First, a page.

We did have some other cool experiences though, like when we were caught up in the morning herding and found ourselves surrounded by cows, sheep and cute little baby goats.
We rode through some quaint little towns…
This is Aljezur viewed from the castle (that the route needlessly went up to – a very steep hill was involved and I was not happy!)
This was in the middle of nowhere – some sort of irrigation thingy, but just impossible to pass up the chance to climb it….just because it was there….
Then we came to The Worst Bit of All…… it started here at this beach. Nice beach and everything, but wait, where does the route go? Surely not up that rocky crag on the right? Yep…
We shook our heads, and routed round this but worse was to come. We had already done a fair bit of pushing our bikes on sandy tracks on this trip, but this section was just ridiculous. It was just mile after mile of sand….
If you have ever tried to push your bike on a beach you will know how exhausting and difficult it is.
Once we had started we were committed – going back would be as hard as pushing on and there was no easy way back to a road. Several hours later we finally came to the end of the sand and found this…. a narrow rocky ledge around a massive sheer drop to the rocks below. There was no other way out – we were trapped, with our only options to brave the ledge or slog back through the sand the way we had come. (Look at the size of the person on the beach in the photo below to get some idea of the size of the drop).
I stripped the bikes down and made several trips to carry the bikes and everything else along the ledge and then up hundreds of bloody stairs that we found the other side. Classic hike-a-bike stuff maybe, but not at all what I expected from a Eurovelo route.
At the top of the steps I dumped our gear down against a sign post – looking up I read this…. not suitable for bikes. Well now, you don’t say. I had begun to think that this ‘route’ was just something someone had plotted on a computer from the comfort of an office without ever having ridden it, and this day really confirmed it. It was a hiking path, not a cycle path and certainly not one touted Europe-wide as suitable for touring cyclists.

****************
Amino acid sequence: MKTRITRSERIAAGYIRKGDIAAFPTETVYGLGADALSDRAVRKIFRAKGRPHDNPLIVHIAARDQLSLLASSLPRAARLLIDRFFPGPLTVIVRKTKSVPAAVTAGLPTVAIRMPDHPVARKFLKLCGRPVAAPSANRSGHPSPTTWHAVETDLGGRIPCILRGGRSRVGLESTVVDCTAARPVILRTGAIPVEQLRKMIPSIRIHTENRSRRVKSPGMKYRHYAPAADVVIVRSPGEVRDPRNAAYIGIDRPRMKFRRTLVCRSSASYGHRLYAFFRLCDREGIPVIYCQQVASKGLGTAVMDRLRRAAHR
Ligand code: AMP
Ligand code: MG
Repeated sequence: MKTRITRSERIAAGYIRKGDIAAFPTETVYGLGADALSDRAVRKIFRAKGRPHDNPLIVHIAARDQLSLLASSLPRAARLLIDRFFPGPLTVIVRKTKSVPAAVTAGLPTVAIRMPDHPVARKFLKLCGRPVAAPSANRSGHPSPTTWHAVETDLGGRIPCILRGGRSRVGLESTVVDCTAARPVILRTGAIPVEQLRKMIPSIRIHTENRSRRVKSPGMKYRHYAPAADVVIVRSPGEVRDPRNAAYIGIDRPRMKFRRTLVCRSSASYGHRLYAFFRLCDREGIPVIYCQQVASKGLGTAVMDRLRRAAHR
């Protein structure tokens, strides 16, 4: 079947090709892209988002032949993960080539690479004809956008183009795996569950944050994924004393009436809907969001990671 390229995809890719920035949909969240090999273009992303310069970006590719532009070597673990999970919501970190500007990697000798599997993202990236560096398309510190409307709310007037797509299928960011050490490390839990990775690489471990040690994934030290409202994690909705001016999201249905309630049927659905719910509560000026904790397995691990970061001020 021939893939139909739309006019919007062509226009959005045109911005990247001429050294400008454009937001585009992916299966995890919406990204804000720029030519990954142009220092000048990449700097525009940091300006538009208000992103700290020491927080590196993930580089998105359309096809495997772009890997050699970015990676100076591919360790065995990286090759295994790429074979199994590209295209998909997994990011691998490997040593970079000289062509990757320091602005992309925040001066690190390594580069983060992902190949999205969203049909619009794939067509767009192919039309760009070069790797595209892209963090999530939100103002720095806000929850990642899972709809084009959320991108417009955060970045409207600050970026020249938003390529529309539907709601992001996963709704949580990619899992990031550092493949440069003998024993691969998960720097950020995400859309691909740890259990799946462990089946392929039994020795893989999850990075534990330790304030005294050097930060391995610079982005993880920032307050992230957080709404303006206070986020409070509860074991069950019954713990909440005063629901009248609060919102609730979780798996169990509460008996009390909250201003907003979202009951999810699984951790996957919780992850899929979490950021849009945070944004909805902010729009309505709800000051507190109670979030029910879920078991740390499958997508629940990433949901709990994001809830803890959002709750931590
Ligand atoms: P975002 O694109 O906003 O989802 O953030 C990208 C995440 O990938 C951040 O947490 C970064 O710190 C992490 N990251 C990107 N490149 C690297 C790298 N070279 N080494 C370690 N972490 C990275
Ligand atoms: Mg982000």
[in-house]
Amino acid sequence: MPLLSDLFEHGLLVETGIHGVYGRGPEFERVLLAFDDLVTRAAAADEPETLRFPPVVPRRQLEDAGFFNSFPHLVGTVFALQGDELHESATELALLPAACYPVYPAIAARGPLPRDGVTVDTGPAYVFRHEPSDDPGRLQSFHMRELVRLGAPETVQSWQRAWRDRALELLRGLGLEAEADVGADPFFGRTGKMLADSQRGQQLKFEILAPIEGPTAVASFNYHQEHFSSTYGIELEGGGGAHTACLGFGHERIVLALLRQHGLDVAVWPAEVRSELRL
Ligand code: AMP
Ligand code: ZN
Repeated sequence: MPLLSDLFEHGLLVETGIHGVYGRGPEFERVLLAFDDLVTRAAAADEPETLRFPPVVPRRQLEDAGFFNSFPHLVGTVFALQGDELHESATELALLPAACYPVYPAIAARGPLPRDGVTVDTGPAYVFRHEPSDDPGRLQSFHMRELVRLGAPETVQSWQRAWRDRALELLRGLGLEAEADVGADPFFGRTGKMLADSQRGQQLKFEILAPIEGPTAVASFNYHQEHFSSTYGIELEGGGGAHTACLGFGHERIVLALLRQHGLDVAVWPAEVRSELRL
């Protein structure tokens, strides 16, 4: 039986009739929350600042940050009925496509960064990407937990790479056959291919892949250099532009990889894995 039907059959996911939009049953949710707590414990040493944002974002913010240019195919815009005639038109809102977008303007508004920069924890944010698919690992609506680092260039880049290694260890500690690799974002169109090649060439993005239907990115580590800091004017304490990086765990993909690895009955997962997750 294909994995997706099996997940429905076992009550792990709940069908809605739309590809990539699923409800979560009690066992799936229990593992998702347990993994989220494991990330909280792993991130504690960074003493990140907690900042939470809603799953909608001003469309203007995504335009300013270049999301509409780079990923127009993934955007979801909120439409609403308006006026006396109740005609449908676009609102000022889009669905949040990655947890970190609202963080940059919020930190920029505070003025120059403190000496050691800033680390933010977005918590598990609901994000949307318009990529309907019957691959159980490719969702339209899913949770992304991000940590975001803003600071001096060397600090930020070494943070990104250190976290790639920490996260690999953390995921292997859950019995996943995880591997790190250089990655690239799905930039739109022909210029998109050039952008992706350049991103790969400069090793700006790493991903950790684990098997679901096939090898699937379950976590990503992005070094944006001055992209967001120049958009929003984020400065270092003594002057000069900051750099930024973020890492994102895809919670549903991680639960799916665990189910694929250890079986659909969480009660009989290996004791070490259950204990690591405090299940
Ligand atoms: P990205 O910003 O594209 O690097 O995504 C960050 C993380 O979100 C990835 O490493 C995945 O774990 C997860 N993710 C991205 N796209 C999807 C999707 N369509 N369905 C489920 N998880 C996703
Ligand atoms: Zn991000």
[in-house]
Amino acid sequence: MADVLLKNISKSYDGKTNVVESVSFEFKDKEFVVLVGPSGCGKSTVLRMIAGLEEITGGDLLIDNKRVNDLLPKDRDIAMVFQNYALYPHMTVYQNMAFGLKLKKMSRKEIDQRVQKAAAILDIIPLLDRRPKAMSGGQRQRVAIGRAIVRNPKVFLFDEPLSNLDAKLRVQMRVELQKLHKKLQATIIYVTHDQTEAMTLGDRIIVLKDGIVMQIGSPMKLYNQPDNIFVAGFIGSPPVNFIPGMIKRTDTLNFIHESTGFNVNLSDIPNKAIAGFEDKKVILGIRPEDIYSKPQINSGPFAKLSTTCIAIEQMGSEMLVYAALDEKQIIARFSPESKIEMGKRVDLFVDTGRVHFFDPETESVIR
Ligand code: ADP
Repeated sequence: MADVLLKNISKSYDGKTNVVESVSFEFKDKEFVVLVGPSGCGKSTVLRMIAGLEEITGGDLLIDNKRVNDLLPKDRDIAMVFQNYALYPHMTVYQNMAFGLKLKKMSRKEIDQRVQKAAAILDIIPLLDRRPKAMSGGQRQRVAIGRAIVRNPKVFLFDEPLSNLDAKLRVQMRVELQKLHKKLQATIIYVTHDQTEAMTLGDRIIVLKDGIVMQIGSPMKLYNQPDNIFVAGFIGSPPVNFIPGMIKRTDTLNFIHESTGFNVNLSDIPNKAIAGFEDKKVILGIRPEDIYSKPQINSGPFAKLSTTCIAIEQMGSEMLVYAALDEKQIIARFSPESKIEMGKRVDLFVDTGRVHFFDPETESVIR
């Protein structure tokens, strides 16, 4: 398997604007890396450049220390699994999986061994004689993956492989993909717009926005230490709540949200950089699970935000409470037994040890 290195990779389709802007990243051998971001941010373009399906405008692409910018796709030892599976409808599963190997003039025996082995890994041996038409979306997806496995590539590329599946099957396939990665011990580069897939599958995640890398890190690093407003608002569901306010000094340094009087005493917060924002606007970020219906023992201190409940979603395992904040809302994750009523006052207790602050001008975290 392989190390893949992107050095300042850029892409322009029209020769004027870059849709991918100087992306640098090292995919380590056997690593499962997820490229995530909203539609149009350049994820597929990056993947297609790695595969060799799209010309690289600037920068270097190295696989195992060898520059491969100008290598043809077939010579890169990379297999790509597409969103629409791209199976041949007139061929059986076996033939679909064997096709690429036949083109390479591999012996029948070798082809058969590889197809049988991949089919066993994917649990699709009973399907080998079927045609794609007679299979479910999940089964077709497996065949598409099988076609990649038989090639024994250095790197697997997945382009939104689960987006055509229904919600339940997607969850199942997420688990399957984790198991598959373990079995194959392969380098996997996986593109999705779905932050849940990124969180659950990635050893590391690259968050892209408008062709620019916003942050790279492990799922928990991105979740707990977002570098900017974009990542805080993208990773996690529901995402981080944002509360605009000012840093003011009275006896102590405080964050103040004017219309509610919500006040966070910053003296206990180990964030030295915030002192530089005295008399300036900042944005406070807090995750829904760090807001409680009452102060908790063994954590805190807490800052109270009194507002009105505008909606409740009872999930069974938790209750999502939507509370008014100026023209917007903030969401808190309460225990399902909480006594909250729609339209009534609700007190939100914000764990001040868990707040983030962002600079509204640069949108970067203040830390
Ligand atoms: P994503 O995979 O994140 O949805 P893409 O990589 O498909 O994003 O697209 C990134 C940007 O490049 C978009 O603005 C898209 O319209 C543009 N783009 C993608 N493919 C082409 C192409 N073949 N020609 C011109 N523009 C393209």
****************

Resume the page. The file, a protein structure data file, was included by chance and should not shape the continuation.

When we reached the next town Joe just about cried with relief
At this point I gave up on the idea of completing the ill-planned route and changed our plans to just having a holiday in the sun with a bit of cycling thrown in instead. We spent a few days at Porto Covo, then headed north towards Setubal, where we knew we could get a train that would take us to Lisbon, or further if we wanted.
Pasteis de nata for breakfast…..
Wild camping on the beach.
Catching the ferry to Setubal…there is something about doing this on bikes that evokes the romance of travel somehow. Its difficult to explain though!
We had a mini break in Lisbon – our third visit to a city we are very fond of.
We then hopped the train up to Figuera da Foz. This was fraught with difficulty though – Portuguese trains have a huge step up into the carriage and the staff are completely unwilling to help you get aboard with bikes.
In Figuera I had my first Francescina – a traditional Portuguese dish. Seriously good…
We thought about continuing on the train, but found the path much improved and so we continued northwards towards Aveiro…..
….passing some strange artwork on the way…. this is made from a wind turbine blade…
West coast sunsets are the best.
We had a mini holiday in Aveiro…
….where we tried ovos moles – seriously good but indescribable – you just have to go there and try them!
We came across a Portuguese cyclist with a puncture and no repair kit…..
Joe racing our new friend….
Visiting the stripy houses of Costa Nova….
We then took another ferry, then headed north along the Aveiro lagoon…
…until we reached Porto
We were a few days early for our flight home, so we had a little city break and did touristy things like visit a port warehouse.
We packed our bikes in boxes once more and watched from the window as they were loaded onto the plane. Seeing two big men struggle to carry the bike I had pushed through the sand halfway across Portugal made me feel just a teensy bit pleased with myself.
The trip was not what we had expected but it was still very memorable with plenty of sunshine and good food instead. If you are considering going then the part from Lisbon south to Cabo Sao Vicente would make a good bikepacking route – north of Figuera da Foz is better for families or cycle touring as the path is better.